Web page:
The process gases 26, 28 and 30 are introduced to the autothermal reformer 10 at relatively constant average flow rates, in proportion to the capacity output of the system. Typical control systems may be provided that modulate the proportional flow control as the capacity of the unit is increased or decreased.

For example, to provide the fuel requirements for a 7 kW Fuel Cell, the relative flow rates of fuel, air, and steam would be about 4.5, 20, and 14 lbs/hr respectively. In the case of a 50-kW Fuel Cell, the relative flow rates would be 30, 140, and

100 lbs/hr respectively. These are examples only, and it should be noted that the system requirements will vary according to configuration, environment and other factors and/or variables.

In the embodiment shown in Figure 2, a valve 45 is provided in the line supplying oxidant 28 to the autothermal reformer 10. The valve 45 is located in supply line 46, which ultimately introduces the oxidant through the connection 40. The other feed gases, in this example fuel and steam, are introduced through lines 36 and 38, respectively. The feed gases could also be premixed and feed into chamber 32 through only a single connection such as line 36.

In this embodiment of the invention, the steam 30 and fuel 26 are introduced into the reaction at relatively constant flow rates. This can be seen with reference to Figure 3 of the drawings, where line 48 shows the constant supply of steam, while line 50 shows a relatively constant supply of fuel. The valve 45 shown in Figure 2 is opened and closed sequentially, or it may be activated by a pulse-width modulating control such that the oxidant 28 enters the reaction in pulses. Once more, this pulsed introduction of the oxidant is illustrated by line 52 in Figure 3 of the drawings. The line 52 shows section 52a where oxidant is cut off, or its flow is substantially reduced. However, upon opening of the valve 45, the flow rate of oxidant increases to the level indicated by reference numeral 52b along line 52.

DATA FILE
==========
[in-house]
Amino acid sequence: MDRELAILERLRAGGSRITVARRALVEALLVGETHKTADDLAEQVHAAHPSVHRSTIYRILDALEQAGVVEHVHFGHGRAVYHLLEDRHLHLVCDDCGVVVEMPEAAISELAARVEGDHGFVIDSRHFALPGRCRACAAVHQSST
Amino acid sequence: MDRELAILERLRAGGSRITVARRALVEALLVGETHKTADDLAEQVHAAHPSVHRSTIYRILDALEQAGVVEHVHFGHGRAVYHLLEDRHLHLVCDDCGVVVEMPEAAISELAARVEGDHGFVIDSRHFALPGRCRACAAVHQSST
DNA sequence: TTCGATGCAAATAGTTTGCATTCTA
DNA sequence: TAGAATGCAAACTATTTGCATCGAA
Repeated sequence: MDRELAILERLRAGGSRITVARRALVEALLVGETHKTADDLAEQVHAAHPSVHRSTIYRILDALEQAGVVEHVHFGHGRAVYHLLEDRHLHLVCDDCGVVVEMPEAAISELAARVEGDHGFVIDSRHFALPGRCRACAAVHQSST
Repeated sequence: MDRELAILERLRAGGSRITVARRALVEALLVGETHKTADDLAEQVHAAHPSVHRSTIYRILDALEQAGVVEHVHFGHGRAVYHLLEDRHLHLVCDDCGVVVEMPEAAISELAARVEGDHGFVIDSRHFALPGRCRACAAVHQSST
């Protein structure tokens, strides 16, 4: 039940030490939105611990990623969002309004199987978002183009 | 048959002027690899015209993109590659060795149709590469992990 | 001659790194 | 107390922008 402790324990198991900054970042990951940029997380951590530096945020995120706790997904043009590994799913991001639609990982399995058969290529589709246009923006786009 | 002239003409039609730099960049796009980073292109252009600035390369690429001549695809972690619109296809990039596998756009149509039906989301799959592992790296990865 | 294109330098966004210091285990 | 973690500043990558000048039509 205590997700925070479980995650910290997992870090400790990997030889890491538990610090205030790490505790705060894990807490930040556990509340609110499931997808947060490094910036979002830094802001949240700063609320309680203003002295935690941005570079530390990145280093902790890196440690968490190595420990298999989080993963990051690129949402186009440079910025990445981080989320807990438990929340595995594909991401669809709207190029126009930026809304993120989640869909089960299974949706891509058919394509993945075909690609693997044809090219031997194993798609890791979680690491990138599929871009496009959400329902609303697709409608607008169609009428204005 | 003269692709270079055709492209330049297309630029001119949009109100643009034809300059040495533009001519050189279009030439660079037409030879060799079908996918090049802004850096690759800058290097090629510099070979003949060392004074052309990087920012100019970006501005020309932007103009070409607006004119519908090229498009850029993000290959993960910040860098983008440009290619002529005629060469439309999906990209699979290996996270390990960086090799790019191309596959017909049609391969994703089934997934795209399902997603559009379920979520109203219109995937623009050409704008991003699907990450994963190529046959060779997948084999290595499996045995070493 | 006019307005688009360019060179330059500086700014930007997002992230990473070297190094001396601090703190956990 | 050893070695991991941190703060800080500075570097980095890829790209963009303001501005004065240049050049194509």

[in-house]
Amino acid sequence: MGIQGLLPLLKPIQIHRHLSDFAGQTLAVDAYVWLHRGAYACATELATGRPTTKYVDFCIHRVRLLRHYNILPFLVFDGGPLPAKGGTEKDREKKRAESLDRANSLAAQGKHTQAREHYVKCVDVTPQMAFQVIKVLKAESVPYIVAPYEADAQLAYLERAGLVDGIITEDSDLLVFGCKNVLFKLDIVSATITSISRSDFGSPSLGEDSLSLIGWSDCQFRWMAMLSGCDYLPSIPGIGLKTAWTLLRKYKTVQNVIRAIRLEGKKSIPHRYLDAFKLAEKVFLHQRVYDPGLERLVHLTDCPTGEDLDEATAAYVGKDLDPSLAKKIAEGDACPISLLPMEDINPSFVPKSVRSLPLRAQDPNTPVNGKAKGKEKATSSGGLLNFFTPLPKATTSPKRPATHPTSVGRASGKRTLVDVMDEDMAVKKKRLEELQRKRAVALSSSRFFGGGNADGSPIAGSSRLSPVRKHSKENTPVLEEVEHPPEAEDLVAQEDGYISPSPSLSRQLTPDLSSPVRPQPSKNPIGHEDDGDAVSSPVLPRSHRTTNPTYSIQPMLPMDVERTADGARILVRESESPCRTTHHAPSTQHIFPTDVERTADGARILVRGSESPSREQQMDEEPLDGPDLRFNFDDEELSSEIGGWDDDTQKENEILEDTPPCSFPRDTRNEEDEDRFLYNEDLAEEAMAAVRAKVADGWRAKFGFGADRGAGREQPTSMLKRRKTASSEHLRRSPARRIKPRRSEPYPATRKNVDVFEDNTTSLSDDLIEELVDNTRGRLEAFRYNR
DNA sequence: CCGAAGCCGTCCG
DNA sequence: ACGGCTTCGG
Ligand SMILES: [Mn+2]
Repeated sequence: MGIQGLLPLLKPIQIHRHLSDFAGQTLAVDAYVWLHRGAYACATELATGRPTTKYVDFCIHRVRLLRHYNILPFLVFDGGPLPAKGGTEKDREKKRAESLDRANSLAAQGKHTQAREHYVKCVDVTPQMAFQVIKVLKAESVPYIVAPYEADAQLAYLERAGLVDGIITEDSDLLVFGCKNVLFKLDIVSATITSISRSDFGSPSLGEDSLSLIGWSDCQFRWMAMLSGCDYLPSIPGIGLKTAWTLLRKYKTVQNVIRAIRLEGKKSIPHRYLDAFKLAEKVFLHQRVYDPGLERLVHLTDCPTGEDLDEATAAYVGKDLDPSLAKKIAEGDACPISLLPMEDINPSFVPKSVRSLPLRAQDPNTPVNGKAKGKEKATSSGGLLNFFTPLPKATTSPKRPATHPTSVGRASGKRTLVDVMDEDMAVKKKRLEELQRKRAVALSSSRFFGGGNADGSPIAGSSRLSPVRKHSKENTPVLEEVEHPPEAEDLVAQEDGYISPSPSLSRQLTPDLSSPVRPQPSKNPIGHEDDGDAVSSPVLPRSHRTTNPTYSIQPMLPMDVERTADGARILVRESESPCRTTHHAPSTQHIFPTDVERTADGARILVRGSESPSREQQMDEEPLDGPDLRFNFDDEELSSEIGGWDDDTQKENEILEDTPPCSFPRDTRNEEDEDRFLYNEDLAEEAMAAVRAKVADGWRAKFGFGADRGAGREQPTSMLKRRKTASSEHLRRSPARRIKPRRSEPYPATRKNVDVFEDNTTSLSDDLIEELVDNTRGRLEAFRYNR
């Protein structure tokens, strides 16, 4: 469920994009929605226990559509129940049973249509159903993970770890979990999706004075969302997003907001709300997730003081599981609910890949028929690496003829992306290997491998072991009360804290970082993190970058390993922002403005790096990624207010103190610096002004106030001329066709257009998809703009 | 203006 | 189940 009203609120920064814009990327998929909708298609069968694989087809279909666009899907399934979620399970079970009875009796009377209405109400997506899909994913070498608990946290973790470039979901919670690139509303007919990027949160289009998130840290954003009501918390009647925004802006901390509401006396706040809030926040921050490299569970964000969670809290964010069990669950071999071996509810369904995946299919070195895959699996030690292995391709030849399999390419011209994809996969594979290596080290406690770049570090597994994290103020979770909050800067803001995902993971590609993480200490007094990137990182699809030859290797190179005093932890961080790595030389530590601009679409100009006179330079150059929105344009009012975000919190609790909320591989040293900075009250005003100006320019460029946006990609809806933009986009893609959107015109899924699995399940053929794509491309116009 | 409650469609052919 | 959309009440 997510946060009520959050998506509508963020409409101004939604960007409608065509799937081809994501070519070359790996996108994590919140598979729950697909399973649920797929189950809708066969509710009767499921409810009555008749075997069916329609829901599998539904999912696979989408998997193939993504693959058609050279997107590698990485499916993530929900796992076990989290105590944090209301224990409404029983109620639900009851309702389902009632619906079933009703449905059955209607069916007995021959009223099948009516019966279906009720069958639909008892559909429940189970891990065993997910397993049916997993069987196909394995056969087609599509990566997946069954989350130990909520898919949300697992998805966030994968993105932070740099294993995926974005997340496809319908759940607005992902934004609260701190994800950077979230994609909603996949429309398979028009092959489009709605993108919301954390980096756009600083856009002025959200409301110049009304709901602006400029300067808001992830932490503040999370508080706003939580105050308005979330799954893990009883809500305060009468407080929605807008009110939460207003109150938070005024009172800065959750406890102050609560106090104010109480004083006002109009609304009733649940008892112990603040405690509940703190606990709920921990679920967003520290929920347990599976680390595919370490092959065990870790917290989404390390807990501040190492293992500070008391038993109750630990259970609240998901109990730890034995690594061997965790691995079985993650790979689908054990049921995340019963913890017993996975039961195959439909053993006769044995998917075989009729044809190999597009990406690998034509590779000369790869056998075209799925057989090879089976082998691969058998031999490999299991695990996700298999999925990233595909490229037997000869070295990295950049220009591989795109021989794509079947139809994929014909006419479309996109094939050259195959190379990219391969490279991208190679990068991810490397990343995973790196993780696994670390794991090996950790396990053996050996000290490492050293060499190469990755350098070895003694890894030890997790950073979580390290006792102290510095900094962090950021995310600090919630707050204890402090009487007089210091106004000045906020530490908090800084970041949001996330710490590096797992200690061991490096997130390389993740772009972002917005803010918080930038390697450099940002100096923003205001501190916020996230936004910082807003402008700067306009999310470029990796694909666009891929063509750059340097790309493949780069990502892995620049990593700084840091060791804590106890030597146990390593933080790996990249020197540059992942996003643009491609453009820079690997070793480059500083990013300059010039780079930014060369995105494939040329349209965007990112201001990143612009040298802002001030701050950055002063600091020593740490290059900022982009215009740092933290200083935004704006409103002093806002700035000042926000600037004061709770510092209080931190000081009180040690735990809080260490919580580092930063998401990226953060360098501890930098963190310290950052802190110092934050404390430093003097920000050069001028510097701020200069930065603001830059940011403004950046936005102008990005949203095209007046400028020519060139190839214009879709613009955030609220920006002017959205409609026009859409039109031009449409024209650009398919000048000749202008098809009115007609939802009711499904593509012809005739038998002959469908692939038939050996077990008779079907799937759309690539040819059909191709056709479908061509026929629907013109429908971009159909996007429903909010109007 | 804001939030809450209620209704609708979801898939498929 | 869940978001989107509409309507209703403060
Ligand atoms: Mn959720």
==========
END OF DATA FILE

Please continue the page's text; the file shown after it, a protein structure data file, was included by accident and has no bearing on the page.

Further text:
When the oxidant is introduced, the stoichiometric ratio of the catalytic partial oxidation reaction pulses. As this reaction occurs, heat is generated and begins to locally increase the temperature of the support structure of the monolith. The momentum wave created by both the pulsed mass flow and volumetric expansion of the reaction accelerates the gas flow and helps to disrupt diffusion layers enhancing heat transfer within the SMR section 18. When the oxidant is decreased, the stoichiometric ratio decreases and less heat is generated. As the fuel-steam rich pulse enters the catalyst, steam reformation begins to dominate and this endothermic reaction begins to cool the support structure of the monolith.